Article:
When St. Cecilia Parish was founded a century ago, there really weren’t many Catholics in the Fox Chase section of Philadelphia; it was mostly German Protestants, and for that reason its boundaries extended well into Montgomery County. Today it is one of the largest parishes in the city; and although the parish footprint is smaller, it still extends beyond the city limits.
The parish was officially founded Oct. 1, 1911, and Father William Sheridan, who was an associate at St. Veronica Parish, was named pastor. He brought with him a generous donation from that parish to give him a start. First Masses were celebrated in donated facilities in Grooket’s Hall at Oxford and Rhawn Streets, but very quickly plans were made for the erection of a church. In that era parishes had to build a school before a permanent church, so it was decided to just build a basement church on a Rhawn Street property and complete it at a later date. The cornerstone was laid June 30, 1912, and the first solemn Mass was sung Oct. 6 of that year.
The first religious vocation was Lillian McCall who entered the Immaculate Heart Sisters in 1918; in all 40 young men and women entered the priesthood or convent from St. Cecilia.
The first parish school, conducted by the Sisters Servants of the Immaculate Heart of Mary, opened in September 1925 with 113 children and Mother Marianna as principal. Two years later, a two-year commercial school was added, an important feature in an era when most children, especially girls, did not go on to high school.
The parish weathered the hard times of the Great Depression which was followed by World War II; after that it really began to grow, and a special attraction was its location on the edge of the city, an area favored by police, firefighters and other city workers who had to live within the city limits.
In 1954, while Father John Godfrey was pastor, it was time to finally build the permanent church, but with a slight change in plans. It was decided the basement church, which was by no means small, was not large enough to support an upper church of the size needed by the still-growing parish.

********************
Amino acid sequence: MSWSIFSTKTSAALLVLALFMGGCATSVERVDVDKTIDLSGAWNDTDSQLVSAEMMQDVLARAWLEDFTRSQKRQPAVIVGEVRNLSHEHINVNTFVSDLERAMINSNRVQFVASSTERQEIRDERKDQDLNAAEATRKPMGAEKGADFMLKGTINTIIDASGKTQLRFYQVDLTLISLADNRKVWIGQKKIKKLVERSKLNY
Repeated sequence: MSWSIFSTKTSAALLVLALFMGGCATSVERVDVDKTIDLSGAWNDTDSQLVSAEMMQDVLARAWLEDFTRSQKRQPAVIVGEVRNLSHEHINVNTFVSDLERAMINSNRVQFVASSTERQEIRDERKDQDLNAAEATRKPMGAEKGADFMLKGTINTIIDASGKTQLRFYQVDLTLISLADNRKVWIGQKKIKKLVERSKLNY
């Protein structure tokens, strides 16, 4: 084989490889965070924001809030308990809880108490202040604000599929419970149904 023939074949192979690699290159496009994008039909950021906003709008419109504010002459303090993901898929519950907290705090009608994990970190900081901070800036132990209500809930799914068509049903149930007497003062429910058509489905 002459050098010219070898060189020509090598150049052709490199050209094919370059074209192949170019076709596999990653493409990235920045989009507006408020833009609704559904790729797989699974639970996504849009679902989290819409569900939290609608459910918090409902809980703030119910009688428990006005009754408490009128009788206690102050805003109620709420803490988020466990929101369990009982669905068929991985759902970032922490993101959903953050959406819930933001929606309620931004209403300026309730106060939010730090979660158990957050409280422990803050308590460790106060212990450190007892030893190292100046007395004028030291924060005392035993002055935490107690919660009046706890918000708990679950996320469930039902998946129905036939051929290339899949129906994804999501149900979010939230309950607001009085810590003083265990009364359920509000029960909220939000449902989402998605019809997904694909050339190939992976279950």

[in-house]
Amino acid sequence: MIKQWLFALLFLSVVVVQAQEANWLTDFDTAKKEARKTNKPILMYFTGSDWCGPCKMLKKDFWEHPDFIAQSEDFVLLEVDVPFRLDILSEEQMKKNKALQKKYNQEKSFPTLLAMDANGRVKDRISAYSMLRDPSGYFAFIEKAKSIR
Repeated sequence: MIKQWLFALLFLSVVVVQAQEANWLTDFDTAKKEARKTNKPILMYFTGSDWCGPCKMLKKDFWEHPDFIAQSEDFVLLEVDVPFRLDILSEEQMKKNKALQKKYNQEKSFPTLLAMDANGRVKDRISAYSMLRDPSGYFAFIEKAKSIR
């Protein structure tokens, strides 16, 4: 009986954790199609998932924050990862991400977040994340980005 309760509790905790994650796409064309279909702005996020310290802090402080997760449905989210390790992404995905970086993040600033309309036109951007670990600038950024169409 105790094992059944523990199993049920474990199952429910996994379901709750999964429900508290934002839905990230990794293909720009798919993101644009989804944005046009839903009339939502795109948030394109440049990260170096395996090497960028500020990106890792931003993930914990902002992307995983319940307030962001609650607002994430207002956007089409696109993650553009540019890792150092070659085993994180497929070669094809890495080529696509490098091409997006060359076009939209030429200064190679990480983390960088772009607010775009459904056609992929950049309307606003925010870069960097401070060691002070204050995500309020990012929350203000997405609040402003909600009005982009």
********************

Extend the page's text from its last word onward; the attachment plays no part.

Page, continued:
The beautiful church of today, where Archbishop Charles Chaput celebrated the 100th anniversary Mass Oct. 2, was built nearby, and the first church torn down, with only a small set of steps in the parking lot to remind the parishioners where St. Cecilia’s began.
“The Archbishop’s message was spot on,” said Kate Meredith, a parishioner for seven years with daughters at St.Cecilia School. “He talked about how important the past is and those who went before us, but we must move forward and make the parish even better. This was the first time I saw him, and it is wonderful that he kept the commitment (to come) made by Cardinal Rigali.”
Today’s St. Cecilia has 3,700 families, a flourishing menu of spiritual and social programs and a thriving school.
“We still have 672 students; it is outstanding,” said Father Charles Bonner, who has been pastor for the past decade. “The school has the support of the older parishioners, and they carry it,” he said. “The school gives the parish life and vitality, especially through the sacramental program. I love to see how excited the children get as they progress through the sacraments.”
You might say Bill Hagan has lived his entire spiritual life in St. Cecilia Parish. An adult convert, he joined the parish immediately after his baptism, and truthfully wasn’t absolutely sure what he was getting into.
“My two sons were baptized and confirmed here,” he said. “Father Bonner is a really good priest who has the parish at heart. Over the years there have been a lot of good priests and they all made an impact.”
Leslie Moffat, a parishioner since 1994, has put two children though the school with her youngest in eighth grade. “My daughter Katherine chose Cecilia for her confirmation name because her parish is family. It says a lot about the parish that it produces good Catholic children.”
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